Job-Hunting When You’re 50-Plus

If you haven’t done it for a while, you might find today’s job hunt more than a bit different from your first

By Matt Smith

If you’re looking for work and you’re 50 or older, you might surprised at how much has changed since the last time you went job searching. Here are some tips to help you prepare for the modern job hunt.

Get tech savvy
One of the biggest hurdles you’ll have to overcome is the perception of baby boomers as being out of touch with technology. Maintaining a strong social media presence is key to showing employers that you’re keeping up with the times. You’ll also need to research and familiarize yourself with the software that professionals in your industry are using.

Social media gives you all the tools you need to connect with professionals in your field, so make the most of it what’s available. On top of strengthening your current relationships, use websites such as LinkedIn and Facebook to reconnect with those with whom you’ve lost touch with and to make new contacts.

Use social networking to stay active in your industry, as well. Share relevant articles and follow the pages of companies that you’re interested in working for. Personally reaching out to hiring managers over LinkedIn may give you the personal introduction you need to get a foot in the door.

Spruce up your CV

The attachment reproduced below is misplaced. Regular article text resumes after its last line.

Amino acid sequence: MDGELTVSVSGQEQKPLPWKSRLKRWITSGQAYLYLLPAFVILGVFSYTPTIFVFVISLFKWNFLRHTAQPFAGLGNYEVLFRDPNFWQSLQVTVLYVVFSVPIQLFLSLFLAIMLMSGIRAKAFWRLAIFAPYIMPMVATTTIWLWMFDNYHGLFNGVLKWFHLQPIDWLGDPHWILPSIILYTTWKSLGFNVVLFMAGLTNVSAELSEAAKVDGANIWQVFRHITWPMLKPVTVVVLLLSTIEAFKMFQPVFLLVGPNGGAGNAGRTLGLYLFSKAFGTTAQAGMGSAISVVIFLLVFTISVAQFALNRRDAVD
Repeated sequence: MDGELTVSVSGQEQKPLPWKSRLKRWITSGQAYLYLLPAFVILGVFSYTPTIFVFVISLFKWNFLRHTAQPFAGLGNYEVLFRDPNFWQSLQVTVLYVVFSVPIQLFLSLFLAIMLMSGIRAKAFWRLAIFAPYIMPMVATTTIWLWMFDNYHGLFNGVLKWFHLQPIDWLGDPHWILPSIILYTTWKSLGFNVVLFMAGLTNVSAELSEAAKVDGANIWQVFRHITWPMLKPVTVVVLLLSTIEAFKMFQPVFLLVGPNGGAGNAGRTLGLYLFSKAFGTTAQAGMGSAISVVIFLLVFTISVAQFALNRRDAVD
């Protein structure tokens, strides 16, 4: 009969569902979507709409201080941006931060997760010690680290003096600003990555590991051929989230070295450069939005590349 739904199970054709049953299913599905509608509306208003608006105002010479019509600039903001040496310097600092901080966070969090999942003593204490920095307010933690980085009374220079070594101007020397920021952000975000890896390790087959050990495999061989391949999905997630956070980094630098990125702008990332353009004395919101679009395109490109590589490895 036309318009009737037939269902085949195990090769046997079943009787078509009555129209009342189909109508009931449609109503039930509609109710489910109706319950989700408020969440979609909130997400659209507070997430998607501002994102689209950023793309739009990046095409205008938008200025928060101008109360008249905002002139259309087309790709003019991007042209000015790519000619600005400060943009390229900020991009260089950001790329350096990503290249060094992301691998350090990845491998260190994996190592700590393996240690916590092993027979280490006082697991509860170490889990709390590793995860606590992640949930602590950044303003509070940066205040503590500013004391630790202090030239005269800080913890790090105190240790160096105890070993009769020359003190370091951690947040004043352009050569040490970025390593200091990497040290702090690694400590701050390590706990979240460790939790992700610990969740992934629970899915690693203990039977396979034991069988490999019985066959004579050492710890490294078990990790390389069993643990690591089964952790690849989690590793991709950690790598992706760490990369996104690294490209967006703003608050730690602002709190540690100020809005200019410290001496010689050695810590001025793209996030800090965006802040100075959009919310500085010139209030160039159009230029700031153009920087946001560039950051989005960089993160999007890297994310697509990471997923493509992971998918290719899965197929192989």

Your resumé may get only a 30-second glance on a computer screen, so you’ll need to make sure it stands out from the pack. Summarize your career with a few well-chosen highlights instead of trying to tell your whole story. Stick to the past decade of your employment, and consider leaving out details that date you, such as the year you graduated university.

Focus on transferable skills
Don’t be intimidated by the technical side of today’s job market. Instead, focus on highlighting the transferrable skills you’ve developed throughout your career. Highlight your interpersonal and problem-solving skills, and underscore how your experience and insight can bring something fresh to the table that younger generations lack.

Don’t rule out part-time work
It’s easy to become discouraged if you’re holding out for your dream job later in your career. Securing fulfilling, full-time work with benefits can become more difficult as you approach retirement, so don’t ignore the alternatives. Consider the growing gig economy and its opportunities for part time or contract work. Even if it’s just a temporary measure, developing a “side hustle” will keep you active and earning during your job hunt, and could turn into a lucrative source of supplemental income when you find something more permanent.

Photo: iStock/Onzeg.